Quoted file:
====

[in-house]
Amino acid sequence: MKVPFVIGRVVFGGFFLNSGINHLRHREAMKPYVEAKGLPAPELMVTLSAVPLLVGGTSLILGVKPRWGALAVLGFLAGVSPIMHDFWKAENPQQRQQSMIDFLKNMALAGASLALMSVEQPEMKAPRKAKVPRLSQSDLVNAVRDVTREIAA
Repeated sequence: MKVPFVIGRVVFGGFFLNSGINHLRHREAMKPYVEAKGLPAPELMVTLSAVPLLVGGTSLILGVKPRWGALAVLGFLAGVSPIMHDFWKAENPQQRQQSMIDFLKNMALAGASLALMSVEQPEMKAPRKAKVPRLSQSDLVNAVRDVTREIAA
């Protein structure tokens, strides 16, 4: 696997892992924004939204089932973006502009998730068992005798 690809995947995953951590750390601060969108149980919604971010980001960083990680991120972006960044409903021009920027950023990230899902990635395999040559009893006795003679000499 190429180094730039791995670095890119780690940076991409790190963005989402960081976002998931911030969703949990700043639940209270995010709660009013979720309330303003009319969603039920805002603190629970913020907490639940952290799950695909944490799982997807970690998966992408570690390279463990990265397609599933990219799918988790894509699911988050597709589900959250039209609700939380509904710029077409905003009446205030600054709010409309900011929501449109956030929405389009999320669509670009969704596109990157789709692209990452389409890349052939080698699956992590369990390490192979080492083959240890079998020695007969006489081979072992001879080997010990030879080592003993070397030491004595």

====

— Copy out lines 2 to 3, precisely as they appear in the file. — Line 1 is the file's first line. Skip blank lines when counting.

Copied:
Amino acid sequence: MKVPFVIGRVVFGGFFLNSGINHLRHREAMKPYVEAKGLPAPELMVTLSAVPLLVGGTSLILGVKPRWGALAVLGFLAGVSPIMHDFWKAENPQQRQQSMIDFLKNMALAGASLALMSVEQPEMKAPRKAKVPRLSQSDLVNAVRDVTREIAA
Repeated sequence: MKVPFVIGRVVFGGFFLNSGINHLRHREAMKPYVEAKGLPAPELMVTLSAVPLLVGGTSLILGVKPRWGALAVLGFLAGVSPIMHDFWKAENPQQRQQSMIDFLKNMALAGASLALMSVEQPEMKAPRKAKVPRLSQSDLVNAVRDVTREIAA